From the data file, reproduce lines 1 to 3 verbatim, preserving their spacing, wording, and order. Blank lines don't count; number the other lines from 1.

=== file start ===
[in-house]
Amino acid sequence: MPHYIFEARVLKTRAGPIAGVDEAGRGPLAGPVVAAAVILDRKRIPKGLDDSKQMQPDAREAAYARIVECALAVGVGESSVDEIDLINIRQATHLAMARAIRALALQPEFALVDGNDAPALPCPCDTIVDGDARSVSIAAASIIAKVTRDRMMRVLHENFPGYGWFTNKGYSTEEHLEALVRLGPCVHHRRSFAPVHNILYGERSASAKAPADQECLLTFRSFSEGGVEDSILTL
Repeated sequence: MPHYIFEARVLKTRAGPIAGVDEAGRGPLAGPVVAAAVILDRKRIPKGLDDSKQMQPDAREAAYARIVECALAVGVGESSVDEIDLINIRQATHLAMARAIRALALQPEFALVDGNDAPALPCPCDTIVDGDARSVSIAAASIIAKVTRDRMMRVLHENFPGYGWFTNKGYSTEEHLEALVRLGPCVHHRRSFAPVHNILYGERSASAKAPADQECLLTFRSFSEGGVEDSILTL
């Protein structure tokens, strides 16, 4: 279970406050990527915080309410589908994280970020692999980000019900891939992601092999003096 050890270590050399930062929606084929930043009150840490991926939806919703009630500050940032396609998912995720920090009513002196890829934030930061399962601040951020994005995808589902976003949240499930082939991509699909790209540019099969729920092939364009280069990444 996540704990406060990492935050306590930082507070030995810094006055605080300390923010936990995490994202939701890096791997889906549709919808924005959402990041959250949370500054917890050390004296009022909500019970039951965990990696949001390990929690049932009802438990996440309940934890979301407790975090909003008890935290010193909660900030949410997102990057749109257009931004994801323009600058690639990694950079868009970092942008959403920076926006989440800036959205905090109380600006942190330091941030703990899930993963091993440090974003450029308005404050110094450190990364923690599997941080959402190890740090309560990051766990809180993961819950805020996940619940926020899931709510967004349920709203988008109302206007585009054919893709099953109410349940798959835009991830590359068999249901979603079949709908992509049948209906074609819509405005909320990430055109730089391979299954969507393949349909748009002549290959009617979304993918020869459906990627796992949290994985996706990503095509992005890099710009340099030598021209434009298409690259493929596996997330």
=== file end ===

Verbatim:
[in-house]
Amino acid sequence: MPHYIFEARVLKTRAGPIAGVDEAGRGPLAGPVVAAAVILDRKRIPKGLDDSKQMQPDAREAAYARIVECALAVGVGESSVDEIDLINIRQATHLAMARAIRALALQPEFALVDGNDAPALPCPCDTIVDGDARSVSIAAASIIAKVTRDRMMRVLHENFPGYGWFTNKGYSTEEHLEALVRLGPCVHHRRSFAPVHNILYGERSASAKAPADQECLLTFRSFSEGGVEDSILTL
Repeated sequence: MPHYIFEARVLKTRAGPIAGVDEAGRGPLAGPVVAAAVILDRKRIPKGLDDSKQMQPDAREAAYARIVECALAVGVGESSVDEIDLINIRQATHLAMARAIRALALQPEFALVDGNDAPALPCPCDTIVDGDARSVSIAAASIIAKVTRDRMMRVLHENFPGYGWFTNKGYSTEEHLEALVRLGPCVHHRRSFAPVHNILYGERSASAKAPADQECLLTFRSFSEGGVEDSILTL